book review

Sharp Objects By Gillian Flynn: Review

Please be aware before you read this review, that there are spoilers.

QuotePhotob78d3900.jpgPlot outline: When two girls are abducted and killed in Missouri, journalist Camille Preaker is sent back to her home town to report on the crimes.
Long-haunted by a childhood tragedy and estranged from her mother for years, Camille suddenly finds herself installed once again in her family’s mansion, reacquainting herself with her distant mother and the half-sister she barely knows – a precocious 13-year-old who holds a disquieting grip on the town.
As Camille works to uncover the truth about these violent crimes, she finds herself identifying with the young victims – a bit too strongly. Clues keep leading to dead ends, forcing Camille to unravel the psychological puzzle of her own past to get at the story. Dogged by her own demons, Camille will have to confront what happened to her years before if she wants to survive this homecoming.

My Review: My first thoughts after I finished reading this book, was that the characters are seriously disturbing! But in an addictive way, which lead me to read this book within 12 hours.

As you go through the book, the main character Camille, (a reporter for the Daily Post in Chicago), is sent back to her hometown to write a piece on the recent murders of school children, Natalie and Ann. As she comes back to her hometown, it is obvious that she has unpleasant memories and family ties, as she delays in going straight to her mother’s house. It was not long after this, that we find out that Camille had a younger sister, Marian, that died on Camille’s 13th birthday from an unknown illness.

Over the next couple of chapters, Camille works through the neighbourhood by interviewing family and friends of the deceased children, and tries to make a connection with the police force, in order to find out what is going on, and whom the main suspect was. The general feeling around this part of the book, is that many people within the town thought that the murderer had to be from the town, and be ‘one of them’. So children were hardly seen outside, (or at the funeral). The only children that were seen was Camille’s other younger sister, Amma and her three friends (all ages 13 years old).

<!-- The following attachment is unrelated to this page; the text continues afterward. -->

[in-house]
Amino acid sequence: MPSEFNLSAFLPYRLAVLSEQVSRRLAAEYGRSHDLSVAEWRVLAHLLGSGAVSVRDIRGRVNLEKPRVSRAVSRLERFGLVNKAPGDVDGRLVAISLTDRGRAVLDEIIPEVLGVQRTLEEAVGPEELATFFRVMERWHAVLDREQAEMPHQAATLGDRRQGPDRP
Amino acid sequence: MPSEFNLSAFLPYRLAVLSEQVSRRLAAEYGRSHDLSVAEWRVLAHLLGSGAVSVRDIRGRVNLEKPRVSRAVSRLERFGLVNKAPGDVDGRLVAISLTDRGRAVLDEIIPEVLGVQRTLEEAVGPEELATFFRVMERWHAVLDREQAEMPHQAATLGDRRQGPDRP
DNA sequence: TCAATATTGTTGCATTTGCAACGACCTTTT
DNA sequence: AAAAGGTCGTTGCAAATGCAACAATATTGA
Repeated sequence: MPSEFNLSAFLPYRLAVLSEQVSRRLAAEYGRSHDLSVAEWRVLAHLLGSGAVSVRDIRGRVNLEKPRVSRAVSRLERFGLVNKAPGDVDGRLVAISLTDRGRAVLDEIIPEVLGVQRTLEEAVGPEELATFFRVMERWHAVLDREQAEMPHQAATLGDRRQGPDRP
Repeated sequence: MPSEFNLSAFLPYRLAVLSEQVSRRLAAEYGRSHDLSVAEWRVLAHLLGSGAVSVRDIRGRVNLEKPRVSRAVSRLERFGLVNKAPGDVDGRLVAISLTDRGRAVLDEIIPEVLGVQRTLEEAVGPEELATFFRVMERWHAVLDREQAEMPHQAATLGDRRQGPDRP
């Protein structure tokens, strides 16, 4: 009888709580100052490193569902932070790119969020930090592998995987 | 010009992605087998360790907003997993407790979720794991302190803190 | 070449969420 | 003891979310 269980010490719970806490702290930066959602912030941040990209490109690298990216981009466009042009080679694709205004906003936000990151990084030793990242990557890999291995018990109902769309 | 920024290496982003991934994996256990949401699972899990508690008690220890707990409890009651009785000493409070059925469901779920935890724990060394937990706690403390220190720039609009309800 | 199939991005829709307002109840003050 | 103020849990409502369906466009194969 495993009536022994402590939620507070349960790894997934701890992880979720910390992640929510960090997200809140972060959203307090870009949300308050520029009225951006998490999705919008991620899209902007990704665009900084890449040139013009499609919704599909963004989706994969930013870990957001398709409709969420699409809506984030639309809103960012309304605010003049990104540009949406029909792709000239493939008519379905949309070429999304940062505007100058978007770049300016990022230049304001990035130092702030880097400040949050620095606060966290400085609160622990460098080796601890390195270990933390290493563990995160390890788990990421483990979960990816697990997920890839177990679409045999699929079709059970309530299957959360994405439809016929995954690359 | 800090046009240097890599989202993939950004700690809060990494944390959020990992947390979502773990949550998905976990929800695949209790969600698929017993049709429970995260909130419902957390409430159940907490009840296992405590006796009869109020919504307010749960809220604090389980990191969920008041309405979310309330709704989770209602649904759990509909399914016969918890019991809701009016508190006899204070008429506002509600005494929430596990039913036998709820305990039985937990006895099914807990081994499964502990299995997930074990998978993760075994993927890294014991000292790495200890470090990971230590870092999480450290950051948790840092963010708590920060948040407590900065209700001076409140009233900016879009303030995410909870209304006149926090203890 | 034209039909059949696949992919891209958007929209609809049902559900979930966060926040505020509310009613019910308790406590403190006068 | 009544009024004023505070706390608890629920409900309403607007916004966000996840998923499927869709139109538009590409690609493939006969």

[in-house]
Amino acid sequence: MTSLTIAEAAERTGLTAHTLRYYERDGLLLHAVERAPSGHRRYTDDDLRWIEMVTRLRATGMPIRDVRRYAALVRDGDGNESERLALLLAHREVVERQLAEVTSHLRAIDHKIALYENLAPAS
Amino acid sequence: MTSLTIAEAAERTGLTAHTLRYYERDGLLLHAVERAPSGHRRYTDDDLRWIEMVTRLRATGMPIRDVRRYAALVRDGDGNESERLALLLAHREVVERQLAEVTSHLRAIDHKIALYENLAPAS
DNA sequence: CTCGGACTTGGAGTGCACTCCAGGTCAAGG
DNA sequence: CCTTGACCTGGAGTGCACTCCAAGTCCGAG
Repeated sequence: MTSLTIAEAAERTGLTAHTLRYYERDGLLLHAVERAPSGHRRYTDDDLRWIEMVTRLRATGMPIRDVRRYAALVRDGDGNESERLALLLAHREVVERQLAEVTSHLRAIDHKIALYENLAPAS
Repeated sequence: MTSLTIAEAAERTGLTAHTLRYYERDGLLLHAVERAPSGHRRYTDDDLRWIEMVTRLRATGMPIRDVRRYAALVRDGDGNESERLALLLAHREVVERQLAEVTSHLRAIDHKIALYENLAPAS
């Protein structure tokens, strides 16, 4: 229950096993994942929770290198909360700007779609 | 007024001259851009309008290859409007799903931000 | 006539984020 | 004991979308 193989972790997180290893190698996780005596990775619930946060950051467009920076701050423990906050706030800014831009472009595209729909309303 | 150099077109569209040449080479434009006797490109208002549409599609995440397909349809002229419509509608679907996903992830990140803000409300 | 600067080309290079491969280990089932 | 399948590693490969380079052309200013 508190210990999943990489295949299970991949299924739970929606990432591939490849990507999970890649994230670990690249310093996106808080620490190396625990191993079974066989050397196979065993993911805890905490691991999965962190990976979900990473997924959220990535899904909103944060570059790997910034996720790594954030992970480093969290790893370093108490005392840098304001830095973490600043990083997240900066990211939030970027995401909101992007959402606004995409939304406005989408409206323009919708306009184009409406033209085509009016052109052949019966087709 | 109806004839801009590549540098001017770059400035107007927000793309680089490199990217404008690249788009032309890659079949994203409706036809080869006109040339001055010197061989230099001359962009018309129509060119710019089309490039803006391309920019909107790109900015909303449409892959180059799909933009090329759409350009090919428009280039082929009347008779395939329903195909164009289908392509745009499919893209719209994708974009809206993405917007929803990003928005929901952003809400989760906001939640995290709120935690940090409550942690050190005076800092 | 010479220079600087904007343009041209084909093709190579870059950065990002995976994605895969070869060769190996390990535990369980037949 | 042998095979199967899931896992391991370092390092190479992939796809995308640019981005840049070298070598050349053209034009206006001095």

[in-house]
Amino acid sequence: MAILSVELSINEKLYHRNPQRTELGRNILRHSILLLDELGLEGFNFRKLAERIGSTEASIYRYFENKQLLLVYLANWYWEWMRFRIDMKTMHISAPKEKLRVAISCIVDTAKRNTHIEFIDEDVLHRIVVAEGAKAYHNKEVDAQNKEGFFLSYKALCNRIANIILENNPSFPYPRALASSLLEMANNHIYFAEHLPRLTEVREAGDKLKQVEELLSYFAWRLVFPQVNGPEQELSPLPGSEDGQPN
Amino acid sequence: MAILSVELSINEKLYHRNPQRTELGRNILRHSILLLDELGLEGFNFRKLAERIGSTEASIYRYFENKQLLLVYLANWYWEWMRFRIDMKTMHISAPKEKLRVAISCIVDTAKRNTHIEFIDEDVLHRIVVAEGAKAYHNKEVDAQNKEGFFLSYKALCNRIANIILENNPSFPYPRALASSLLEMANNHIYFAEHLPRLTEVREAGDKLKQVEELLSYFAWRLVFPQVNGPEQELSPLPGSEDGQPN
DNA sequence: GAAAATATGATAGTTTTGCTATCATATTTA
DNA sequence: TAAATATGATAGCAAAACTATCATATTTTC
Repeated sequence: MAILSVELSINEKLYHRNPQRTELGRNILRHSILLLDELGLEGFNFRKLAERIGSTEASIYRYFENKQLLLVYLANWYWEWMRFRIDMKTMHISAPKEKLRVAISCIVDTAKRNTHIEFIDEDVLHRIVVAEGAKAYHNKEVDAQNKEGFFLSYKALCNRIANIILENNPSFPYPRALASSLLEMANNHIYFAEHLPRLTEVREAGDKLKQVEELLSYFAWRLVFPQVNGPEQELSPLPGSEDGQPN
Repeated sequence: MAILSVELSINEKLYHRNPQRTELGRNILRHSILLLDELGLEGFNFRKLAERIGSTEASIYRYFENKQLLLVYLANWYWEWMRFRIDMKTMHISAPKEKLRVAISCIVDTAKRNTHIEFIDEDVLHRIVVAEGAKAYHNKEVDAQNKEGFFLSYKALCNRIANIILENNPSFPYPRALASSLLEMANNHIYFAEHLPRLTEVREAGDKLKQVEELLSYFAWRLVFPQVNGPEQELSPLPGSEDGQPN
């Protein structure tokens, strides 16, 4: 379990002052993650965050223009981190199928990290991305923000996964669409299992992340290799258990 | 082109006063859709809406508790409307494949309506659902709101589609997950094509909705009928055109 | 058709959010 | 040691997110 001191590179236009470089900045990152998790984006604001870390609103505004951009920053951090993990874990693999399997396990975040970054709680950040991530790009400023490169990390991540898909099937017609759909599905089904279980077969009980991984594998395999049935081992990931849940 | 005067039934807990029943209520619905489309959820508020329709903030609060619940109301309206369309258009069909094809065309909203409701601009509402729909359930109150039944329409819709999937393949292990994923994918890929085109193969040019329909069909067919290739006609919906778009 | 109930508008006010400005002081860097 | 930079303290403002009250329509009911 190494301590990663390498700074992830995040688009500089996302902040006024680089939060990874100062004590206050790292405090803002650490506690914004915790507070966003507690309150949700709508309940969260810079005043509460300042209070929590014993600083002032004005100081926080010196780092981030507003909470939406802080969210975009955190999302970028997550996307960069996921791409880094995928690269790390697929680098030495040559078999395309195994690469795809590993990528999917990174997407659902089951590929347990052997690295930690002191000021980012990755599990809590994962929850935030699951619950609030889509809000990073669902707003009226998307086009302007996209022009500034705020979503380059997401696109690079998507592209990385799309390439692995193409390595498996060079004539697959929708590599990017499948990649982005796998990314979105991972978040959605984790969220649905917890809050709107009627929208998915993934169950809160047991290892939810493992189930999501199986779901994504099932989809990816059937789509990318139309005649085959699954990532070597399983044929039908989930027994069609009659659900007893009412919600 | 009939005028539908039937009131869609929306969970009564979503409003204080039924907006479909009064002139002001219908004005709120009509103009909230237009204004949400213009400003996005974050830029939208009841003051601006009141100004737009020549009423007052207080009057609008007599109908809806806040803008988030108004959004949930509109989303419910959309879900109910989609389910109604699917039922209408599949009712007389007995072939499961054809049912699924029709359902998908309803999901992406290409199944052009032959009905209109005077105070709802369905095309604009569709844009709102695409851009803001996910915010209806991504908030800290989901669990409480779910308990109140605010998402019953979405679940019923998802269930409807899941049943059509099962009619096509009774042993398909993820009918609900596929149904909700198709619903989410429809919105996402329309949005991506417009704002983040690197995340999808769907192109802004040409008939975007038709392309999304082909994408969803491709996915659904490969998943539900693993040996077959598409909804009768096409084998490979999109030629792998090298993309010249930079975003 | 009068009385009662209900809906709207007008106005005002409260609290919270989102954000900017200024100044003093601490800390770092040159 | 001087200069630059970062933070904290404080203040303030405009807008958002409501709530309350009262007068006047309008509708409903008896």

I found the last few chapter really disturbing, and I struggled to get through them. I was quite torn as I really wanted to know who killed those girls. *SPOILER ALERT* It was at this point that Camille realised (through Amma’s confession) that their mother, Adora, was purposely making her sick so that the mother could take care of them, by pushing tablets, medicines, feeding tubes etc. After this realisation, Camille went to the hospital where her other sister (Marian) had died and asked for the hospital records of her visits. Camille reviewed the records and realised that her mother was intentionally trying to hurt her sister, which had led to her death, also known as Munchausen by Proxy (when a caregiver makes a child ill in order to have attention drawn to his/herself). Camille finally put the pieces together and realised her mother had been apart of the young girls murders.

For a psychological thriller, Sharp Objects does test your mind, as there were many leads that were brought up and seeded along the book. But for me, I knew within the first few chapters that Camille’s mother and half-sister were apart of the murders, although I couldn’t put my finger on how or why.  This is truly a book that pushes your senses, imagination and gut instincts through turmoil.

Recommendation: I would highly recommend this book to anyone who loves psychological thrillers.

My Rating: 4*

Advertisements

8 thoughts on “Sharp Objects By Gillian Flynn: Review

  1. That book is really disturbing. I “enjoyed” it, but the depictions of Camille’s cutting was rough for me. Hard to handle being in the mind of someone so mentally/emotionally/physically injured that she harms herself to deal with it.

    Liked by 1 person

    1. Reading those descriptions was hard for me too. It was hard for me to understand how the character could inflict pain on themselves like that.

      Liked by 1 person

Leave a Reply

Fill in your details below or click an icon to log in:

WordPress.com Logo

You are commenting using your WordPress.com account. Log Out /  Change )

Google photo

You are commenting using your Google account. Log Out /  Change )

Twitter picture

You are commenting using your Twitter account. Log Out /  Change )

Facebook photo

You are commenting using your Facebook account. Log Out /  Change )

Connecting to %s